Yitzchak Yaacov Reines: Belarusian rabbi (1839 - 1915) | Biography, Bibliography, Facts, Information, Career, Wiki, Life
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Yitzchak Yaacov Reines
Belarusian rabbi

Yitzchak Yaacov Reines

Yitzchak Yaacov Reines
The basics

Quick Facts

Intro Belarusian rabbi
Was Rabbi
From Russia
Field Religion
Gender male
Birth 1 January 1839, Pinsk, Brest Region, Belarus
Death 1 January 1915, Lida, Lida District, Grodno Region, Byelorussian Soviet Socialist Republic (aged 76 years)
Yitzchak Yaacov Reines
The details (from wikipedia)


Yitzchak Yaacov Reines (Hebrew: יצחק יעקב ריינס‎‎, Isaac Jacob Reines), (October 27, 1839 – August 20, 1915) was a Lithuanian Orthodox rabbi and the founder of the Mizrachi Religious Zionist Movement, one of the earliest movements of Religious Zionism, as well as a correspondent of Theodor Herzl.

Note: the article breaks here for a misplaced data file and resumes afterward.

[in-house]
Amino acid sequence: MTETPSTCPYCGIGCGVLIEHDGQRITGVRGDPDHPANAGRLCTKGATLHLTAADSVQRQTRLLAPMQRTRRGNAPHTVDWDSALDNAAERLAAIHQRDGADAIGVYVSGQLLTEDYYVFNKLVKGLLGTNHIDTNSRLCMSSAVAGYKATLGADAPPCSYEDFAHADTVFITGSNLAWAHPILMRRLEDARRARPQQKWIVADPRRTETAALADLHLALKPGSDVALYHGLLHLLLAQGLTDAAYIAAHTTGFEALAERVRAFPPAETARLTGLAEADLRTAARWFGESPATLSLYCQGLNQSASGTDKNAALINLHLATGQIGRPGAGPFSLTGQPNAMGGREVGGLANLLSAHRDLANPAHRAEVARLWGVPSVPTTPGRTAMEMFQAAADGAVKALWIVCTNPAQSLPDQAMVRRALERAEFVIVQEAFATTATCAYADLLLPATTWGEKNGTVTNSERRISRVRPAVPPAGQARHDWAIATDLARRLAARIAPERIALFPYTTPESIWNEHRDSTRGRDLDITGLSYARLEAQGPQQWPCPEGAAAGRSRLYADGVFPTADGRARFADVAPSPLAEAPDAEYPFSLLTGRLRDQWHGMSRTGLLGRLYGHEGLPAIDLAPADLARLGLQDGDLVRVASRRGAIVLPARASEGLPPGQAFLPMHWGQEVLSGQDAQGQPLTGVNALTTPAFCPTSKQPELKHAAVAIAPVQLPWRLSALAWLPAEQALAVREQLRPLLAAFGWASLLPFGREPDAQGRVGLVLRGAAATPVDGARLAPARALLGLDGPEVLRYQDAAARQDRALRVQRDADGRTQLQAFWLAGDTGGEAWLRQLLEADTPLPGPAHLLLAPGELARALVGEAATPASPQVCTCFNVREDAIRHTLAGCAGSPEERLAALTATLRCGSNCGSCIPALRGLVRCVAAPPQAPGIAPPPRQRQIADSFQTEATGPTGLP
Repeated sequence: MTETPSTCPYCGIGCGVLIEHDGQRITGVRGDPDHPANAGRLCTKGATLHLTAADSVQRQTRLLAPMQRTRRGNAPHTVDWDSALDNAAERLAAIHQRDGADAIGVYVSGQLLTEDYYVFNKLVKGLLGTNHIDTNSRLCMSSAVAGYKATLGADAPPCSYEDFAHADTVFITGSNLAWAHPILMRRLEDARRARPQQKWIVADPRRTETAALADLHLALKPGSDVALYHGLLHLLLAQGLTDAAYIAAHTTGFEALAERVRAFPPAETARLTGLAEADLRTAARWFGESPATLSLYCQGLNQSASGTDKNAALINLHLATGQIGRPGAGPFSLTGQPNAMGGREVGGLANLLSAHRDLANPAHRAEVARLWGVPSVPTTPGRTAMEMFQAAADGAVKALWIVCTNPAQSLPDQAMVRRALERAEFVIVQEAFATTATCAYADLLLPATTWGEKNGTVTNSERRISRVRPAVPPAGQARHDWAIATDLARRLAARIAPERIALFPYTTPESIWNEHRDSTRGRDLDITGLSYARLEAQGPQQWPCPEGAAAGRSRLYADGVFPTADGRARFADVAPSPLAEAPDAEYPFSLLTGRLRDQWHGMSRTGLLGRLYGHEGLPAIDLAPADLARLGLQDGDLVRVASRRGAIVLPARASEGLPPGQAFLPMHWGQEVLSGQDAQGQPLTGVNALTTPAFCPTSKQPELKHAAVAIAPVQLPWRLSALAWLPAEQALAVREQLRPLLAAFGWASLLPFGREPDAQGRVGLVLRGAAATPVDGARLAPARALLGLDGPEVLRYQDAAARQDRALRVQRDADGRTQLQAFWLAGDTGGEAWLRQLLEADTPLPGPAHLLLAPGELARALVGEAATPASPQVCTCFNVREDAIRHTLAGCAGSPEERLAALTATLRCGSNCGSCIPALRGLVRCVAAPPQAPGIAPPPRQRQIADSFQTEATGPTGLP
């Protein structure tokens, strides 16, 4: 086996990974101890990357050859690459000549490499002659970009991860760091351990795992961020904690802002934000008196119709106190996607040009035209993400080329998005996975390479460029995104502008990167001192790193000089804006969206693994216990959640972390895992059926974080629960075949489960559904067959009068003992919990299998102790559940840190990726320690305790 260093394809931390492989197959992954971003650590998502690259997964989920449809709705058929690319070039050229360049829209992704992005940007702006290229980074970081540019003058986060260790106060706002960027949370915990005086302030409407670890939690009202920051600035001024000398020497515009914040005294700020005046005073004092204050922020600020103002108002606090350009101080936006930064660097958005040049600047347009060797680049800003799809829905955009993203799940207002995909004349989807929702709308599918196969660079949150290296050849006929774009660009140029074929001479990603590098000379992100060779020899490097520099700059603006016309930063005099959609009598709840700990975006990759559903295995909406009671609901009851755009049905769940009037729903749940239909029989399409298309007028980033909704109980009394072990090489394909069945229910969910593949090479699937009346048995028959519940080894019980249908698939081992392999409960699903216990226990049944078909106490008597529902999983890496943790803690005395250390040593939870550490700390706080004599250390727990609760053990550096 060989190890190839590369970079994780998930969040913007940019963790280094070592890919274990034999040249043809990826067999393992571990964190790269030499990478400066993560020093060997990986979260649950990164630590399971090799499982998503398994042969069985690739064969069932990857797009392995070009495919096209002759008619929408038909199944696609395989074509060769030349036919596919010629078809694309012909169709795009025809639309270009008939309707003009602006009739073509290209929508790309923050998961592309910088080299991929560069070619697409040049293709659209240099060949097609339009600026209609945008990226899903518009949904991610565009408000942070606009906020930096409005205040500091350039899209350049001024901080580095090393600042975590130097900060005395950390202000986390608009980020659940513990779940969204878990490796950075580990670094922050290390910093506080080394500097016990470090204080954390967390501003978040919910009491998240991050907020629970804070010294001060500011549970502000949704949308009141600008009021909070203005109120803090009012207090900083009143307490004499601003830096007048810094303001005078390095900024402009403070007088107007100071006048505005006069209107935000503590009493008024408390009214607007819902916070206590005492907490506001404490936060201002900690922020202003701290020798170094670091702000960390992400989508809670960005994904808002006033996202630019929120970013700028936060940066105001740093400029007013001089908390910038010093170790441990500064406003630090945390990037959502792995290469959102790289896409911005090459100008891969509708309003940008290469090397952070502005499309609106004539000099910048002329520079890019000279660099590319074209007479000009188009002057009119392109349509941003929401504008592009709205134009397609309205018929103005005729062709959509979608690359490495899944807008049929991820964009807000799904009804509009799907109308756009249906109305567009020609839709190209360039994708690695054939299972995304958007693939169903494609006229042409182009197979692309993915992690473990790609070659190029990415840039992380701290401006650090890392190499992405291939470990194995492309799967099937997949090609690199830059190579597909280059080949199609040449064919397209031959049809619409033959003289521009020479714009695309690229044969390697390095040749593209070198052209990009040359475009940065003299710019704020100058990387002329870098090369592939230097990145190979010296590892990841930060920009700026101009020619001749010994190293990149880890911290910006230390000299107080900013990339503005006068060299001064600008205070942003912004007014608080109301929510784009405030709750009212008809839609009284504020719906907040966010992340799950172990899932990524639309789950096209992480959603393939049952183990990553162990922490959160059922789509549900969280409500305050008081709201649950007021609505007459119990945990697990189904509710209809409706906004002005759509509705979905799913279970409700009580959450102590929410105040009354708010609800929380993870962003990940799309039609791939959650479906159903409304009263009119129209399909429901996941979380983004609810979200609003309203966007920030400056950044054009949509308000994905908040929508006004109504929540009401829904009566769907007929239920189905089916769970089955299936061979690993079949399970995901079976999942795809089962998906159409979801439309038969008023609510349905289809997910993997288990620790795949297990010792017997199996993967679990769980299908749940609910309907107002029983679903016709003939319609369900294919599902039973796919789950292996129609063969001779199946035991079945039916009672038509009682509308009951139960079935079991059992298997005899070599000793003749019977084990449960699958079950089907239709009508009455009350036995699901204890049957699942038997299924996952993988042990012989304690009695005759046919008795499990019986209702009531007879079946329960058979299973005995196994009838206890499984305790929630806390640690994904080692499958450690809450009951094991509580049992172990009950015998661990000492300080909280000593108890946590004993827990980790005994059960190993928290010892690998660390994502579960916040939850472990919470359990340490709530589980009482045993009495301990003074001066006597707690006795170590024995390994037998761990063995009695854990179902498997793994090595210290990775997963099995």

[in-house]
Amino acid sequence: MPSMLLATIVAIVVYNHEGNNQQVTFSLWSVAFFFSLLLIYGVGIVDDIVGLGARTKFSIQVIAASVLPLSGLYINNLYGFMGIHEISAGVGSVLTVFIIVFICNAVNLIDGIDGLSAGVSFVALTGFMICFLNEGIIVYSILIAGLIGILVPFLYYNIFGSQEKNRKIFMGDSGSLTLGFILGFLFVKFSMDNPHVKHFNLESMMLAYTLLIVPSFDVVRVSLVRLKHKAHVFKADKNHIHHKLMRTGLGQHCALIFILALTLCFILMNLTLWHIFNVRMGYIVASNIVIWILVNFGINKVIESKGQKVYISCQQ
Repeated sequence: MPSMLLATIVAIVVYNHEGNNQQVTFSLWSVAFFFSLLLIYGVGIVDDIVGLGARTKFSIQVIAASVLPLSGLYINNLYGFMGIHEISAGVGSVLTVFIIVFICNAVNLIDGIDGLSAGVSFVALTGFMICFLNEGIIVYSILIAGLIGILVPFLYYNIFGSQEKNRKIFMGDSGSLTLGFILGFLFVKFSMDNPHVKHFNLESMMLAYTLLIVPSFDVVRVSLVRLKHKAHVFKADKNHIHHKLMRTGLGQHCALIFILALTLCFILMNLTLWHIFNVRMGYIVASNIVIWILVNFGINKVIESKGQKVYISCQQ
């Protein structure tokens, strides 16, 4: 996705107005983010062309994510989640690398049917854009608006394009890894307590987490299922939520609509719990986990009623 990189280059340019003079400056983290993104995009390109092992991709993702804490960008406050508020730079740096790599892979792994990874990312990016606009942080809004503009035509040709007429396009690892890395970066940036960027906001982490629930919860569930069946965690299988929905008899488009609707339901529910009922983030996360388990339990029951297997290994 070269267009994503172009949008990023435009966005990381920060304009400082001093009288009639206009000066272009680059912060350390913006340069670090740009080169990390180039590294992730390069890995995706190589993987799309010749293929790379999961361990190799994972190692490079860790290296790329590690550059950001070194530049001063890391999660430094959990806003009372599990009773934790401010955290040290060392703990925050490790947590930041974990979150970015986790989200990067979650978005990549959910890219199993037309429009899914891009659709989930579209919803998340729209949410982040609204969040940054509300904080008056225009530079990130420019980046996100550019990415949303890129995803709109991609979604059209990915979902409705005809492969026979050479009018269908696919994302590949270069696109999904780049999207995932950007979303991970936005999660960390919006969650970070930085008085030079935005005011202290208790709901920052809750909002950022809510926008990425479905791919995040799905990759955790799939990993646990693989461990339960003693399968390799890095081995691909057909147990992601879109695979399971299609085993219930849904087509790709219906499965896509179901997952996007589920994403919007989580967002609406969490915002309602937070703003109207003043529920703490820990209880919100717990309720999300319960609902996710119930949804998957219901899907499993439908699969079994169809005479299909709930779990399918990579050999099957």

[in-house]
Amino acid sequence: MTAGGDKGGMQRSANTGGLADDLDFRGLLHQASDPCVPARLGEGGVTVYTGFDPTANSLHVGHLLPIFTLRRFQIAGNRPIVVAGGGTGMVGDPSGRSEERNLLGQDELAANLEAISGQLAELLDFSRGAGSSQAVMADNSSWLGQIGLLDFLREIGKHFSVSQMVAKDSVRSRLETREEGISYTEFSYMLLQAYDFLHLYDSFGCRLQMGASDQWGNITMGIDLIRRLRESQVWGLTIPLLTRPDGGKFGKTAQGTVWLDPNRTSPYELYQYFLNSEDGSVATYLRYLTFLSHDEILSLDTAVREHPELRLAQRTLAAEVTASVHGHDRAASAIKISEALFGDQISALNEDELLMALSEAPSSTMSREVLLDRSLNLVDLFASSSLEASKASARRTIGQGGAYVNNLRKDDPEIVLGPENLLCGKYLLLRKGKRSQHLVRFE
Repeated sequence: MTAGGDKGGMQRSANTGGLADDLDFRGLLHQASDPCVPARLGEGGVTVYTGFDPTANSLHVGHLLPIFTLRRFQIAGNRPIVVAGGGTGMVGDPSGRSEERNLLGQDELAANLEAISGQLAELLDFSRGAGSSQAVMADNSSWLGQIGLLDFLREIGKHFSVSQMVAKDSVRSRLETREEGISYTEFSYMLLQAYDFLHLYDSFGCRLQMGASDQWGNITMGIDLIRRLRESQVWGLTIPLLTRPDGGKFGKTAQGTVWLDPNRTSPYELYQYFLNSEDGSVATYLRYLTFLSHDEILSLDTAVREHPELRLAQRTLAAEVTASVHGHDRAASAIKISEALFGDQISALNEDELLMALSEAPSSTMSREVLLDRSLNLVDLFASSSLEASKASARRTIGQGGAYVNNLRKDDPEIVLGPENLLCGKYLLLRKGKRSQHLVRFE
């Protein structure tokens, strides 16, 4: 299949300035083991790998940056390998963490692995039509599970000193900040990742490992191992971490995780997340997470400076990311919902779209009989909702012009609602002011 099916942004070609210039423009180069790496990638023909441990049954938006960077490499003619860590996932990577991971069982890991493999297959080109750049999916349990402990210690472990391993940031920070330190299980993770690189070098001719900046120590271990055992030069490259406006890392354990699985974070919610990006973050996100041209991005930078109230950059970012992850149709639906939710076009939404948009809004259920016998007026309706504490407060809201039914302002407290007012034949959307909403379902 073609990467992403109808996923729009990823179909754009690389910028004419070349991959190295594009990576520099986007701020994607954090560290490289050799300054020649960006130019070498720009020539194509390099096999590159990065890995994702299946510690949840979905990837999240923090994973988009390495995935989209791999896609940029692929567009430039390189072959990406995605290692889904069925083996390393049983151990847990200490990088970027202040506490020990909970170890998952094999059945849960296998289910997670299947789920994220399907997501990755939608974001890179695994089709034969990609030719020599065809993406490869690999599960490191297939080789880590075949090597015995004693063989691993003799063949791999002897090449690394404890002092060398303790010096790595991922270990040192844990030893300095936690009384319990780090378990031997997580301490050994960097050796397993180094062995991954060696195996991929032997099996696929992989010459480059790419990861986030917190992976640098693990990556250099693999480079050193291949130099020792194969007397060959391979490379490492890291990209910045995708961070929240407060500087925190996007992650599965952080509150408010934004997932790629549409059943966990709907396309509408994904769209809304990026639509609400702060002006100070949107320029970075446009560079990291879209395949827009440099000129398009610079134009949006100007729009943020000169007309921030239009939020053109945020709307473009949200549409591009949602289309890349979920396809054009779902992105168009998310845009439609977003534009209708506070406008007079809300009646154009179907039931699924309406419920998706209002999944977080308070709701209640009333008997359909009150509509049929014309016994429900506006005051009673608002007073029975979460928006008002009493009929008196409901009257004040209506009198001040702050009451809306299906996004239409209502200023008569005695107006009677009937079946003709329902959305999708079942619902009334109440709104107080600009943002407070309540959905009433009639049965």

Rabbi Yitzchak Yaacov Reines a descendant of Meir ben Isaac Katzenellenbogen, was born in Karolin (now a part of Pinsk, Belarus). He studied at Eishistok “Kolel Prushim” and semikhah at the Volozhin Yeshiva before becoming the rabbi of Saukenai, Lithuania, from 1867.

He was then rabbi in Svencionys, where in 1882 he founded a yeshiva with a curriculum that included secular subjects, from 1869, and Lida, (now in Belarus) from 1885 until his death. He also founded a modern yeshiva in Lida which attracted many students from throughout Russia. He named the yeshiva Torah Vodaas.

Reines wrote many books on rabbinic literature. Reines developed a rational approach to Talmud study in his “Hotem Toknit” Mainz, 1880; vol. ii, Presburg, 1881) a new plan for a modernized, logical method of studying the Talmud.

He was one of the rabbis and representative Jews who assembled in St. Petersburg in 1882 to consider plans for the improvement of the moral and material condition of the Jews in Russia, and there he proposed the substitution of his method for the one prevalent in the yeshivot.